- The aboleth will lead them on a chase through some of the houses (perhaps in a door and out a window.) Once the PCs are strung out the aboleth can double back [it moves much faster than them. Remember that they’re at half-speed underwater.) and attack the vulnerable back rank. I.e., the mages.
- The aboleth can also let them catch up and then attack the walls and/or pillars, bringing the house down on top of them. This will either leave some of them trapped, allowing the aboleth to attack the rest of the party while they escape, or trap them all. The aboleth can reach in with its long tentacles to attack them, and they won’t be able to attack back. [Be receptive to whatever ideas they come up with to escape. I’m suggesting this strategy in part based on the fact that at this level they should have spells/abilities that they can use to get out of difficult situations.
- When it decides to force the last confrontation, it will choose one of two options
- Use its tentacles to churn up a cloud of dirt and sand, leaving the players blinded. While the aboleth will have disadvantage also, the players won’t even know where to attack, while the aboleth has a high passive perception and can make a perception check to sense the players as a legendary action.
- Attack where there’s a low roof or overhand over deep mud. The players will either have to attack while lying at a weird angle, which should probably interfere with their movement and possibly with their attack, or they’ll step into the mud, which will leave them trapped in place, unable to move without the other PC’s help to pull them out of the mud.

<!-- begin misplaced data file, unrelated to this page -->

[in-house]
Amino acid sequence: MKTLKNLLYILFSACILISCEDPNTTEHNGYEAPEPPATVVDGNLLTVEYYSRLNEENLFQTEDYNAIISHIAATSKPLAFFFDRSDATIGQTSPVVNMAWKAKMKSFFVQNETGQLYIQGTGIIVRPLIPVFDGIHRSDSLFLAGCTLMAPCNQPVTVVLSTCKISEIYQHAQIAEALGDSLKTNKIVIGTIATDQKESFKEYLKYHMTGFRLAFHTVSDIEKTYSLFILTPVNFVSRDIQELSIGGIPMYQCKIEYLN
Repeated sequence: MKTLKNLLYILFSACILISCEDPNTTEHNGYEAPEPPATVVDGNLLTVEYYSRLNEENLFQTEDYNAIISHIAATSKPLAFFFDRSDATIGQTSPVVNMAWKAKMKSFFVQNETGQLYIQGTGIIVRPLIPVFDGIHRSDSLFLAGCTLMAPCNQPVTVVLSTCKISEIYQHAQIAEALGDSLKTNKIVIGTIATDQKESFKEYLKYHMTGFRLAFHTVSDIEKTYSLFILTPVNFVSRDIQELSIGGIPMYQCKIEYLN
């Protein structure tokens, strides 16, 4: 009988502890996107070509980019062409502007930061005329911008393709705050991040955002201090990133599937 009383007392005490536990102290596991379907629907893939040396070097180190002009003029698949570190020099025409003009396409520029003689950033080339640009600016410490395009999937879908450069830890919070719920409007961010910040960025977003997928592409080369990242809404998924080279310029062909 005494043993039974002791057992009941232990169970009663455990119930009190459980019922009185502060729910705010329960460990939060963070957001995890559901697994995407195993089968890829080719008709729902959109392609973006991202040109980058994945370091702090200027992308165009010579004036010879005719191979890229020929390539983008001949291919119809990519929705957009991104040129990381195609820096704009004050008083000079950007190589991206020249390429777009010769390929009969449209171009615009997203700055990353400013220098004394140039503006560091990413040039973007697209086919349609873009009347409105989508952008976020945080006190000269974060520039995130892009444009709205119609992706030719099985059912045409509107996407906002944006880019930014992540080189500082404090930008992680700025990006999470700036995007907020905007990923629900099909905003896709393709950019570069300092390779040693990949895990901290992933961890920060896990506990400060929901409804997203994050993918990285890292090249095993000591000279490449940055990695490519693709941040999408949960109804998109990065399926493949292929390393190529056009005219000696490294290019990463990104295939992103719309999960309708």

- The enslave option also opens up a whole bunch of things the aboleth can do using hostages. I’m going to give that its own section.
Hostage strategies (difficulty 12)
The premise of this section is that the aboleth has several people enslaved at the bottom of his lake. The players have to rescue them before they can kill the aboleth or they’ll die with the aboleth. Perhaps the spell letting them survive underwater is tied to the aboleth, perhaps the aboleth will order them to commit suicide when it realizes that it’s lost the battle, or perhaps the aboleth keeps them low on HP, to the extent where they’ll die the first time the aboleth targets them with psychic drain.